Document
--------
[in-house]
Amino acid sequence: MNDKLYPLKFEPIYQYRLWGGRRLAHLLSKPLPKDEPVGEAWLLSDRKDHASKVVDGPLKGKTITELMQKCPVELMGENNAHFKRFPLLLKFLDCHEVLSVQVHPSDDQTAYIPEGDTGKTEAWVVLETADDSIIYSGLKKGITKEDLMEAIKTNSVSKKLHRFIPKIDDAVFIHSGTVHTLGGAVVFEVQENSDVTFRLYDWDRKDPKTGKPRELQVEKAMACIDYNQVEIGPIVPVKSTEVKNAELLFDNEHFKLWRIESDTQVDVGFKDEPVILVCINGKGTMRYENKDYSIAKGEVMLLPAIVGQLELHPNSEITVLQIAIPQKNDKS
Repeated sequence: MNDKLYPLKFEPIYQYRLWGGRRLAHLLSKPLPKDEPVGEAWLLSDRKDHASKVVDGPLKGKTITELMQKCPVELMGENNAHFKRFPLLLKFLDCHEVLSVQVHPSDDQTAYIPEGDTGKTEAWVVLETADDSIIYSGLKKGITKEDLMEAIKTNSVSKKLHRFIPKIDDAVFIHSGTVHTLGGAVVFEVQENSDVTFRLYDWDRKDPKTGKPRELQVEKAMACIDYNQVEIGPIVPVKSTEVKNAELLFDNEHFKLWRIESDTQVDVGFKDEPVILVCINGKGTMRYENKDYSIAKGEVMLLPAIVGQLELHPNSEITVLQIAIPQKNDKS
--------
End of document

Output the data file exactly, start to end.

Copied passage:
[in-house]
Amino acid sequence: MNDKLYPLKFEPIYQYRLWGGRRLAHLLSKPLPKDEPVGEAWLLSDRKDHASKVVDGPLKGKTITELMQKCPVELMGENNAHFKRFPLLLKFLDCHEVLSVQVHPSDDQTAYIPEGDTGKTEAWVVLETADDSIIYSGLKKGITKEDLMEAIKTNSVSKKLHRFIPKIDDAVFIHSGTVHTLGGAVVFEVQENSDVTFRLYDWDRKDPKTGKPRELQVEKAMACIDYNQVEIGPIVPVKSTEVKNAELLFDNEHFKLWRIESDTQVDVGFKDEPVILVCINGKGTMRYENKDYSIAKGEVMLLPAIVGQLELHPNSEITVLQIAIPQKNDKS
Repeated sequence: MNDKLYPLKFEPIYQYRLWGGRRLAHLLSKPLPKDEPVGEAWLLSDRKDHASKVVDGPLKGKTITELMQKCPVELMGENNAHFKRFPLLLKFLDCHEVLSVQVHPSDDQTAYIPEGDTGKTEAWVVLETADDSIIYSGLKKGITKEDLMEAIKTNSVSKKLHRFIPKIDDAVFIHSGTVHTLGGAVVFEVQENSDVTFRLYDWDRKDPKTGKPRELQVEKAMACIDYNQVEIGPIVPVKSTEVKNAELLFDNEHFKLWRIESDTQVDVGFKDEPVILVCINGKGTMRYENKDYSIAKGEVMLLPAIVGQLELHPNSEITVLQIAIPQKNDKS